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Roots of all Cookbooks – Culinary Historians of New York

On Wednesday, I headed downtown to Astor Center, Carrot Pie in hand, to hear Anne Willan speak for latest Culinary Historians of New York event about her latest cookbook, The Cookbook Family Tree: A History of Early Cookbooks.  The pie is just one of the well-researched recipes in the book, and is based on a 16th century recipe by Bartolomeo Scappi, from Opera di M. Bartolomeo Scappi. One of my favorite parts about participating in CHNY events for the past couple of years has been that I don’t just go to the events, I usually cook a recipe relevant to the era being covered and bring it to the event, so folks is you don’t just hear about Medieval recipes, they get to taste them. Willan, of course, is legendary in the world of food, and has won an IACP Lifetime Achievement Award, James Beard Award, and Bon Appétit Teacher of the Year Award, to name just a few. She also happens to be a fellow Brit.

After some fabulous Lustau Amontillado Sherry and a tasting of recipes from the ages, sourced from the book, we settled in to enjoy some background on Willan’s latest. She focuses in the book on early cookbooks, and started off by tracing the history of the earliest cookbooks using a cookbook tree (not in the book, but a fabulous tool). One of the highlights was a sampling of some of the gorgeous artwork from the book, which Willan’s husband helped curate. Sadly I can’t include the recipe here for copyright purposes, but get the book and you can try it out for yourself!

I was actually amazed by the lack of detail in Scappi’s recipe. He basically says something along the lines of “make a pastry with these ingredients,” but Willan does a great job of developing the recipes properly for the book, with precision, so you don’t have to guess what Scappi meant. The pie included, of all things, carrots, Parmesan, rose water and candied orange peel, so it was sort of a combination I was unfamiliar with, but a good example of some of the bizarre savory-sweet combos that were popular in the 16th century. Some other great recipes served at the event were Gallina Morisca, a spiced Moorish chicken, and a caraway-spiced Seed Cake. Willan even managed to bring in some of her Ypocras, a sort of Medieval mulled wine, heavily spiced and served cold.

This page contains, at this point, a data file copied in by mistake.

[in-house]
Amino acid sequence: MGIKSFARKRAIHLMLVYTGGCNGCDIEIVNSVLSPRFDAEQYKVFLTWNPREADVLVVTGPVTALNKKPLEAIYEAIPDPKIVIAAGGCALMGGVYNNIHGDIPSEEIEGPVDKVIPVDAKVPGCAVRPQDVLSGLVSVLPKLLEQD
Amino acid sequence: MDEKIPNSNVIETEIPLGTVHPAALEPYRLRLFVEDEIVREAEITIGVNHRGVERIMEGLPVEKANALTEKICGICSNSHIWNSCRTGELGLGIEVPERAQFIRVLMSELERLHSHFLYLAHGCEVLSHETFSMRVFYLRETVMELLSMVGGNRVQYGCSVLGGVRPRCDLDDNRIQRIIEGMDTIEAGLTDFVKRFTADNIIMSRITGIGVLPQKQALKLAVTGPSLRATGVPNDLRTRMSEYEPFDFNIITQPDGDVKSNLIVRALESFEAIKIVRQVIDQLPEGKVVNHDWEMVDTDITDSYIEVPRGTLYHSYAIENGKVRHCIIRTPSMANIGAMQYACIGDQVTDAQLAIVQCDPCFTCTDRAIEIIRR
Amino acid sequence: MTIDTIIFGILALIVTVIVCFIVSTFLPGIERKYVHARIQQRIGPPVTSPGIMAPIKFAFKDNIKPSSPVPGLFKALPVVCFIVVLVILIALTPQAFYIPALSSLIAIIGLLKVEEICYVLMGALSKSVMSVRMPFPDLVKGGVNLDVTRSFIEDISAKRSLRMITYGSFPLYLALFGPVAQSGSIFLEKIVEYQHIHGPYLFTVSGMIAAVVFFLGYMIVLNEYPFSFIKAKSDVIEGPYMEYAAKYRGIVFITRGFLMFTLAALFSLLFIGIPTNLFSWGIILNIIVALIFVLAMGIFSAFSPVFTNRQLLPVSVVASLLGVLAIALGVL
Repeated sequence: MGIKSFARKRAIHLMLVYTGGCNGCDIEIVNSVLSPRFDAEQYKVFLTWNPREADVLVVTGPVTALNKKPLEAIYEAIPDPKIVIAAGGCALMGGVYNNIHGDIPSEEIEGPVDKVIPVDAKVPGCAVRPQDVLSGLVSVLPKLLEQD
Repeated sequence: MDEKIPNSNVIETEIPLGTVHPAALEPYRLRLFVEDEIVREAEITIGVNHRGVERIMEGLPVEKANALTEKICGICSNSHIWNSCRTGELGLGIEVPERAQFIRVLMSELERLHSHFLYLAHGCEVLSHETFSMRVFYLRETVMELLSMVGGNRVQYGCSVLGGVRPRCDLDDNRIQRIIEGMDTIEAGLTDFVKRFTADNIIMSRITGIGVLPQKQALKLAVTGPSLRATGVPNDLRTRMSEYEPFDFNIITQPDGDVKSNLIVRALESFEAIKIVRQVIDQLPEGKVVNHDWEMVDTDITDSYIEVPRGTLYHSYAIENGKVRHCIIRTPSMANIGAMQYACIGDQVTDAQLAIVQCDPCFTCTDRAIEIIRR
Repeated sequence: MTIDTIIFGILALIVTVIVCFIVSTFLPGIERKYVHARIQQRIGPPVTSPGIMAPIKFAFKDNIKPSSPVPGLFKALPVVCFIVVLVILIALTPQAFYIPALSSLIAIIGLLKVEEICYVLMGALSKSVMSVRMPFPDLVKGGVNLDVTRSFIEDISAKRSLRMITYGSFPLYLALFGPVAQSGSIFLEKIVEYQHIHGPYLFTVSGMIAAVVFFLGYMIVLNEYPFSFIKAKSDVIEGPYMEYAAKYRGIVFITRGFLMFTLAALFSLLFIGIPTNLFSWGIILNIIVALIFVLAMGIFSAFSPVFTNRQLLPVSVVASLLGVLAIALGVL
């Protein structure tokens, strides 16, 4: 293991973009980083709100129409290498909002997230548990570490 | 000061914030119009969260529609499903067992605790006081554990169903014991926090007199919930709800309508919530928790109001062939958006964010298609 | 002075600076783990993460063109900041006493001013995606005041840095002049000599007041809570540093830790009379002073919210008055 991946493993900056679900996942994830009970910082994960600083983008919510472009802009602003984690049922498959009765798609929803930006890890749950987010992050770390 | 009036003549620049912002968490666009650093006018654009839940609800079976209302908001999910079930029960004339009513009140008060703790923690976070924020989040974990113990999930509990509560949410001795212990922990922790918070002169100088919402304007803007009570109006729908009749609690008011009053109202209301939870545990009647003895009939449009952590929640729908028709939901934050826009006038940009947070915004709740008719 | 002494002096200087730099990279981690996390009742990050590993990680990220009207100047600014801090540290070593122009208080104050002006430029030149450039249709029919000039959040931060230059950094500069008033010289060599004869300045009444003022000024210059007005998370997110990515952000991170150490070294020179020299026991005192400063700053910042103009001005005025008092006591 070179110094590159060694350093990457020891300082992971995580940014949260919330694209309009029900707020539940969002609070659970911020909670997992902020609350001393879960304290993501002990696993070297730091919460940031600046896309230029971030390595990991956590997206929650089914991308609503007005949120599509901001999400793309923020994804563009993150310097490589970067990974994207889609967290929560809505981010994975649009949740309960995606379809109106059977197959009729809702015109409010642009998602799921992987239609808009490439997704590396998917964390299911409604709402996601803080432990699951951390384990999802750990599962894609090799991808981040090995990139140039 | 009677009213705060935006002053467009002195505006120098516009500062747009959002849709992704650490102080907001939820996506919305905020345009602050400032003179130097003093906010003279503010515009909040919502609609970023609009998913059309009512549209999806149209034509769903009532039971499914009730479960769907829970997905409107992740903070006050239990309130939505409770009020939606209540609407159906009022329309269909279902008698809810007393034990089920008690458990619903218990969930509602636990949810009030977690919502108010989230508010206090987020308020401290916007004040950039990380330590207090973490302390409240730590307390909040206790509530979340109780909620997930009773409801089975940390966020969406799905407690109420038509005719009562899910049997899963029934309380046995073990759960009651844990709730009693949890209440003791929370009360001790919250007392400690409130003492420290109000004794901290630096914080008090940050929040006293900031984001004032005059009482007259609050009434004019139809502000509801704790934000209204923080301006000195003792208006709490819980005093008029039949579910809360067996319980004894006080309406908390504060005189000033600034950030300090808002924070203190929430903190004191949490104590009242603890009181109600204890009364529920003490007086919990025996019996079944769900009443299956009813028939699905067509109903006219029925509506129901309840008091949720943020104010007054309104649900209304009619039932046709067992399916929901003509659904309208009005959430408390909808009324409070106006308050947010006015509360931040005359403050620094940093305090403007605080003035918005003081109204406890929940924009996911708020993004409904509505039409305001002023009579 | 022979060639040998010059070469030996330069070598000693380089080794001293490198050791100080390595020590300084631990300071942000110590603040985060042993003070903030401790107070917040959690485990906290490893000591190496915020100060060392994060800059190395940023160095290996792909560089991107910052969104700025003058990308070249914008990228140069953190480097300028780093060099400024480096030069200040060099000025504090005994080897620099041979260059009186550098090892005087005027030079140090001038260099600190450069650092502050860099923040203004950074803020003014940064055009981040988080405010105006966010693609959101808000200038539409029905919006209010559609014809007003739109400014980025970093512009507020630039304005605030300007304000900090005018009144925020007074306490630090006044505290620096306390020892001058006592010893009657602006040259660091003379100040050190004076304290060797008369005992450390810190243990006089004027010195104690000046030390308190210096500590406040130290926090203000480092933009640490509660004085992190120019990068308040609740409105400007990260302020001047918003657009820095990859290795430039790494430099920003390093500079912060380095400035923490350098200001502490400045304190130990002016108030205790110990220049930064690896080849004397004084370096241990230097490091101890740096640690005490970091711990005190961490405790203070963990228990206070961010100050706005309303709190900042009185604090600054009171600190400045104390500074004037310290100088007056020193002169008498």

Here’s more on the event from blogger Local Bozo. Also, save the date for the next CHNY event at the National Arts Club with David Strauss:

Wednesday, April 18, 2012: “Beating the Nazis with Truffles and Tripe: The Early Years of Gourmet: The Magazine of Good Living,” 

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About francoiseeats

I'm currently working as a freelance travel and food writer, and photographer. I spent two years at StarChefs.com, the culinary on-line magazine for the industry insider. My articles have been published in New York, NY and Richmond, VA. After graduating from Columbia University and recovering from the tragedy of not being able to read Camus books for a living, I attended The Culinary Institute of America, where my scone consumption rose drastically. Fluent in French and Italian, I've worked in some of New York's top restaurants and covered food-related stories in a number of publications, from The Richmond Times-Dispatch to Time Out New York.

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  1. Pingback: LaVarenne » Unveiling the Cookbook Tree of Life

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